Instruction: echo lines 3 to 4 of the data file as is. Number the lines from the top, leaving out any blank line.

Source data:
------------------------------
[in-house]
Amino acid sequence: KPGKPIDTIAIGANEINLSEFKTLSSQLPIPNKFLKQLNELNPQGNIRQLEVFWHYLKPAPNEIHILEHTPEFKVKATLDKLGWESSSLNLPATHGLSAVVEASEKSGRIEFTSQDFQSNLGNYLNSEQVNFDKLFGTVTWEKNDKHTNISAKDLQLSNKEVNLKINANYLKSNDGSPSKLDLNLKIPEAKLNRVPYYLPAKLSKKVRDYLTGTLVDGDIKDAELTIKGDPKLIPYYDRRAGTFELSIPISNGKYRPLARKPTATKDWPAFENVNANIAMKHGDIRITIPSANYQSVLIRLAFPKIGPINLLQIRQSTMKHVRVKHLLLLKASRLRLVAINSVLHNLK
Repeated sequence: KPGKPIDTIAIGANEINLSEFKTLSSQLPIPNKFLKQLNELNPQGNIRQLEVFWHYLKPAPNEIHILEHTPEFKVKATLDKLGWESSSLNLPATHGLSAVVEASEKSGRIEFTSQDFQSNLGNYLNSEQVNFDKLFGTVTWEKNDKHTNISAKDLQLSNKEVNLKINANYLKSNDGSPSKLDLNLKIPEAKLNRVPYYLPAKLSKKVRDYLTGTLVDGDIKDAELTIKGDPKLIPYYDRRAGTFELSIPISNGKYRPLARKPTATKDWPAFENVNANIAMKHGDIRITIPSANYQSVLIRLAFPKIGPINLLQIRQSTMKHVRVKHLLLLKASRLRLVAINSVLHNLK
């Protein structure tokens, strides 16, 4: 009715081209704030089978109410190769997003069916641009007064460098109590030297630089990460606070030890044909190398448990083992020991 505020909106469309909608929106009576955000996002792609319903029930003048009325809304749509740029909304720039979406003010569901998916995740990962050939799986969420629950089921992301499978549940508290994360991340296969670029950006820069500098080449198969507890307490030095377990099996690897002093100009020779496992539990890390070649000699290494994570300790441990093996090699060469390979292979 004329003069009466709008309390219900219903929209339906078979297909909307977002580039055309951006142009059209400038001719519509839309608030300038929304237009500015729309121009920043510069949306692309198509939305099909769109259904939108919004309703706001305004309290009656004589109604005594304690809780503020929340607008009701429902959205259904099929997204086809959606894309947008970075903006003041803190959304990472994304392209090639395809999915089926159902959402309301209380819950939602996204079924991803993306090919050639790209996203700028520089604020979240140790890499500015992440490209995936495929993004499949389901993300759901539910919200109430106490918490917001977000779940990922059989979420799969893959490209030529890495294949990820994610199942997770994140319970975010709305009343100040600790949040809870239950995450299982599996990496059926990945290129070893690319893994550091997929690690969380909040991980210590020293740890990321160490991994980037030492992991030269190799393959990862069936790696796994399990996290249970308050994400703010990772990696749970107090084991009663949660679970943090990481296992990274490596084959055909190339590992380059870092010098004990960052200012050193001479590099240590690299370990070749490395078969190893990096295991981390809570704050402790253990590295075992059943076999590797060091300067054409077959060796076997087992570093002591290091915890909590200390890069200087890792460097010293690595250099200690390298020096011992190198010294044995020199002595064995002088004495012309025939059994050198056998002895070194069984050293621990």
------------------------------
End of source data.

Repeated sequence: KPGKPIDTIAIGANEINLSEFKTLSSQLPIPNKFLKQLNELNPQGNIRQLEVFWHYLKPAPNEIHILEHTPEFKVKATLDKLGWESSSLNLPATHGLSAVVEASEKSGRIEFTSQDFQSNLGNYLNSEQVNFDKLFGTVTWEKNDKHTNISAKDLQLSNKEVNLKINANYLKSNDGSPSKLDLNLKIPEAKLNRVPYYLPAKLSKKVRDYLTGTLVDGDIKDAELTIKGDPKLIPYYDRRAGTFELSIPISNGKYRPLARKPTATKDWPAFENVNANIAMKHGDIRITIPSANYQSVLIRLAFPKIGPINLLQIRQSTMKHVRVKHLLLLKASRLRLVAINSVLHNLK
């Protein structure tokens, strides 16, 4: 009715081209704030089978109410190769997003069916641009007064460098109590030297630089990460606070030890044909190398448990083992020991 505020909106469309909608929106009576955000996002792609319903029930003048009325809304749509740029909304720039979406003010569901998916995740990962050939799986969420629950089921992301499978549940508290994360991340296969670029950006820069500098080449198969507890307490030095377990099996690897002093100009020779496992539990890390070649000699290494994570300790441990093996090699060469390979292979 004329003069009466709008309390219900219903929209339906078979297909909307977002580039055309951006142009059209400038001719519509839309608030300038929304237009500015729309121009920043510069949306692309198509939305099909769109259904939108919004309703706001305004309290009656004589109604005594304690809780503020929340607008009701429902959205259904099929997204086809959606894309947008970075903006003041803190959304990472994304392209090639395809999915089926159902959402309301209380819950939602996204079924991803993306090919050639790209996203700028520089604020979240140790890499500015992440490209995936495929993004499949389901993300759901539910919200109430106490918490917001977000779940990922059989979420799969893959490209030529890495294949990820994610199942997770994140319970975010709305009343100040600790949040809870239950995450299982599996990496059926990945290129070893690319893994550091997929690690969380909040991980210590020293740890990321160490991994980037030492992991030269190799393959990862069936790696796994399990996290249970308050994400703010990772990696749970107090084991009663949660679970943090990481296992990274490596084959055909190339590992380059870092010098004990960052200012050193001479590099240590690299370990070749490395078969190893990096295991981390809570704050402790253990590295075992059943076999590797060091300067054409077959060796076997087992570093002591290091915890909590200390890069200087890792460097010293690595250099200690390298020096011992190198010294044995020199002595064995002088004495012309025939059994050198056998002895070194069984050293621990």